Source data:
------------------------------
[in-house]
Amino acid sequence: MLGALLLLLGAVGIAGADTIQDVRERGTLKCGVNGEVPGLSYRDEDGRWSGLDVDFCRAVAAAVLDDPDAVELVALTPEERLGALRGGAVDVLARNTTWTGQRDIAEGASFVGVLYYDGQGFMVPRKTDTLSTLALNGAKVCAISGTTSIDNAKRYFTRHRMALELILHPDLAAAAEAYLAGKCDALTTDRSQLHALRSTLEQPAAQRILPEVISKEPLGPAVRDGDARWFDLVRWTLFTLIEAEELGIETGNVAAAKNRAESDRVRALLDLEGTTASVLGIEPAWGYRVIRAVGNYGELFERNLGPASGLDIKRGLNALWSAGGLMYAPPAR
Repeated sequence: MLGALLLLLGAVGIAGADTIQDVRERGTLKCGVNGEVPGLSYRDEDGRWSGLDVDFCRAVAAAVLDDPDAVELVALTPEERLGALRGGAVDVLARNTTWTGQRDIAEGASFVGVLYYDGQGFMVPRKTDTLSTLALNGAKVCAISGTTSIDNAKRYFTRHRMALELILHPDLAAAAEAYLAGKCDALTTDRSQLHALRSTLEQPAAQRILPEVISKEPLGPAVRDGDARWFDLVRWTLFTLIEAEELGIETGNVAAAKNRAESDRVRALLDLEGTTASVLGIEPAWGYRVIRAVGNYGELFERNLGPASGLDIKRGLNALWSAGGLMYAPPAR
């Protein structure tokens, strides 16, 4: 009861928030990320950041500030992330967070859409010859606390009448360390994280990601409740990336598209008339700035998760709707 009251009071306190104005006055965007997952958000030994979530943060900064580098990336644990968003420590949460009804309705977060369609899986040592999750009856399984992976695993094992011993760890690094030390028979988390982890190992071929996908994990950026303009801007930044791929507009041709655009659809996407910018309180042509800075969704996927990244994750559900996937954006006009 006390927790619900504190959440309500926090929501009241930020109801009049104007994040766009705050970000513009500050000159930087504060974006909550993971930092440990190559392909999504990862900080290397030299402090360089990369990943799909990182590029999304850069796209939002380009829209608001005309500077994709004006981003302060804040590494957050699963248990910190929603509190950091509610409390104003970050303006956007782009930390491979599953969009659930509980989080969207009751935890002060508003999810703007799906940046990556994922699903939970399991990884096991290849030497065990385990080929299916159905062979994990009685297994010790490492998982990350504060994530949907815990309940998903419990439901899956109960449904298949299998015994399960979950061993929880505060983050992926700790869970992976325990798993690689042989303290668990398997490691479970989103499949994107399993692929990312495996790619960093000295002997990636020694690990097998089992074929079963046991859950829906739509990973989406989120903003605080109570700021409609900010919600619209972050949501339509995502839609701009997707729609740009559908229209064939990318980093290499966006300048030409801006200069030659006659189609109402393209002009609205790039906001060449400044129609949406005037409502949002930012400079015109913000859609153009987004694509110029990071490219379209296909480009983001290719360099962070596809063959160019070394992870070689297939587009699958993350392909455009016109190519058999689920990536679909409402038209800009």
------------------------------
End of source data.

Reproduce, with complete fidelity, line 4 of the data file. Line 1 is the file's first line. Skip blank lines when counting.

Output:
């Protein structure tokens, strides 16, 4: 009861928030990320950041500030992330967070859409010859606390009448360390994280990601409740990336598209008339700035998760709707 009251009071306190104005006055965007997952958000030994979530943060900064580098990336644990968003420590949460009804309705977060369609899986040592999750009856399984992976695993094992011993760890690094030390028979988390982890190992071929996908994990950026303009801007930044791929507009041709655009659809996407910018309180042509800075969704996927990244994750559900996937954006006009 006390927790619900504190959440309500926090929501009241930020109801009049104007994040766009705050970000513009500050000159930087504060974006909550993971930092440990190559392909999504990862900080290397030299402090360089990369990943799909990182590029999304850069796209939002380009829209608001005309500077994709004006981003302060804040590494957050699963248990910190929603509190950091509610409390104003970050303006956007782009930390491979599953969009659930509980989080969207009751935890002060508003999810703007799906940046990556994922699903939970399991990884096991290849030497065990385990080929299916159905062979994990009685297994010790490492998982990350504060994530949907815990309940998903419990439901899956109960449904298949299998015994399960979950061993929880505060983050992926700790869970992976325990798993690689042989303290668990398997490691479970989103499949994107399993692929990312495996790619960093000295002997990636020694690990097998089992074929079963046991859950829906739509990973989406989120903003605080109570700021409609900010919600619209972050949501339509995502839609701009997707729609740009559908229209064939990318980093290499966006300048030409801006200069030659006659189609109402393209002009609205790039906001060449400044129609949406005037409502949002930012400079015109913000859609153009987004694509110029990071490219379209296909480009983001290719360099962070596809063959160019070394992870070689297939587009699958993350392909455009016109190519058999689920990536679909409402038209800009």